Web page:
JC Lupis | Marketing Charts | Thu, 23 Jun 2016 13:00:47 +0000

Is inbound marketing effective – or at least more effective than outbound marketing? Research from HubSpot (who many believe pioneered the term “inbound marketing”) would have you think so. But a new study from Demand Metric in partnership with Act-On Software [download page] comes to a more balanced conclusion.DemandMetricAct-On-Inbound-v-Outbound-B2B-Marketing-June2016

The report is based on a survey of 131 qualified respondents, 7 in 10 of whom are primarily B2B and reported revenue growth last year, and 8 in 10 of whom have annual sales of less than $100 million. The analysts note that its approach was “not to take a view that inbound and outbound strategies and tactics were on opposite sides of a political divide…” and that “the research did not attempt to ascribe qualities or benefits to either approach, but simply measure them.”

Overall, the vast majority (84%) of respondents agreed that inbound and outbound tactics together drive their business. Just 18% agreed that inbound tactics alone drive their business, and similarly only 14% said the same about outbound.

With efficacy commonly measured by leads, respondents again were equal in their views of inbound and outbound. Some 32% reported that inbound generates more leads, with an equal 32% saying that outbound generates more. The remaining 36% said that these tactics both drove an equal amount of leads (13%) or that they simply don’t know (23%).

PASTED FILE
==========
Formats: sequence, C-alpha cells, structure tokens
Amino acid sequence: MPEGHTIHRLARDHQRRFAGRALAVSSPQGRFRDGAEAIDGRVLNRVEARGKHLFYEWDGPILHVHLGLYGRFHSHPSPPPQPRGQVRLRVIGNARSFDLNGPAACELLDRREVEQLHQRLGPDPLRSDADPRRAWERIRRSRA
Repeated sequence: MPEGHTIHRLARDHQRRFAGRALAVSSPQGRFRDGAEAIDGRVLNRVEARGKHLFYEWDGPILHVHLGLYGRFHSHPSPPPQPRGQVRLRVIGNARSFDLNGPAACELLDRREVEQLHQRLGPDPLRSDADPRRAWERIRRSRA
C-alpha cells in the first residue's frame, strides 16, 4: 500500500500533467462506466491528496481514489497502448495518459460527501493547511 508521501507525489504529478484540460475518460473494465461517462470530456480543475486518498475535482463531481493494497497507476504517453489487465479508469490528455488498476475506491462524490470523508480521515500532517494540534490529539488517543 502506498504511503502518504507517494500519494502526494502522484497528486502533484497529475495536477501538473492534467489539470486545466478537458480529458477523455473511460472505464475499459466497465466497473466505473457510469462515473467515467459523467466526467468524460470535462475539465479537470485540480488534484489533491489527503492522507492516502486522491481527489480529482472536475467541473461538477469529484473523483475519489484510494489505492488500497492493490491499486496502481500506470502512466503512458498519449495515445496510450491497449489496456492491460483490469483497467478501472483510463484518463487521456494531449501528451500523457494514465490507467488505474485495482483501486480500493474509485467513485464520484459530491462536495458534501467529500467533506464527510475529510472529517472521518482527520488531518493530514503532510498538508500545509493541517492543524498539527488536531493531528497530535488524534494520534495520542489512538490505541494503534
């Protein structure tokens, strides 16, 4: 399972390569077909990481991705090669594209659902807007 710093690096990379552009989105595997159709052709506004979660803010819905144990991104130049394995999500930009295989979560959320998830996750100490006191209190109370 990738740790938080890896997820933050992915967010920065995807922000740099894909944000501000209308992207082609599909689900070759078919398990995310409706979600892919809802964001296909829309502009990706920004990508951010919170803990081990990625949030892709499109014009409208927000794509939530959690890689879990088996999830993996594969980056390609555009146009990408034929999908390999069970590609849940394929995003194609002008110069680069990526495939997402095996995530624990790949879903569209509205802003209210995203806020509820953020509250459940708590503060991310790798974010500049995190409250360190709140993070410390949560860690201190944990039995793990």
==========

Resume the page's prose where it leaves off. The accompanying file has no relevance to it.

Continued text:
Likely as a result, both inbound and outbound have importance to respondent organizations. Given a 10-point scale of importance, respondents rated inbound an average of 7.4 for importance to their organization, and gave outbound a rating of 7.3.

Additionally, there’s relative parity in these tactics as revenue sources and budget destinations:

  • Inbound captures an average 44% of budgets and delivers 41% of revenues; while
  • Outbound captures an average 48% of budgets and delivers 43% of revenues.

Turning to specific tactics, the study indicates that social (82%) and SEO (82%) are the most commonly used inbound marketing tactics, followed by blogging (60%) and PPC (41%). Among outbound tactics, email (90%) takes precedence, followed by tradeshows/conferences (62%) and press releases/media relations (61%).

While direct mail (33%) is used by fewer firms, there’s reason to believe that it can be among the more effective outbound tactics. Indeed, benchmarks shared with MarketingCharts by the DMA indicate that for B2B organizations, direct mail house files have a median ROI of 18-20%, above the median ROI observed for paid search (8%) and social media ads (9-11%).

Nevertheless, while inbound and outbound marketing appear to have the same relative importance to mid-size B2B firms, inbound seems to have more momentum. Looking ahead to the next 12 months, 58% of respondents said they would be increasing their inbound budgets, compared to 39% planning budget hikes for outbound marketing. Still, the analysts note that “any proclamations that outbound marketing is dead are simply untrue.” Indeed, while inbound marketing may be getting the nod for budget increases, only 15% are cutting back on their outbound marketing spending.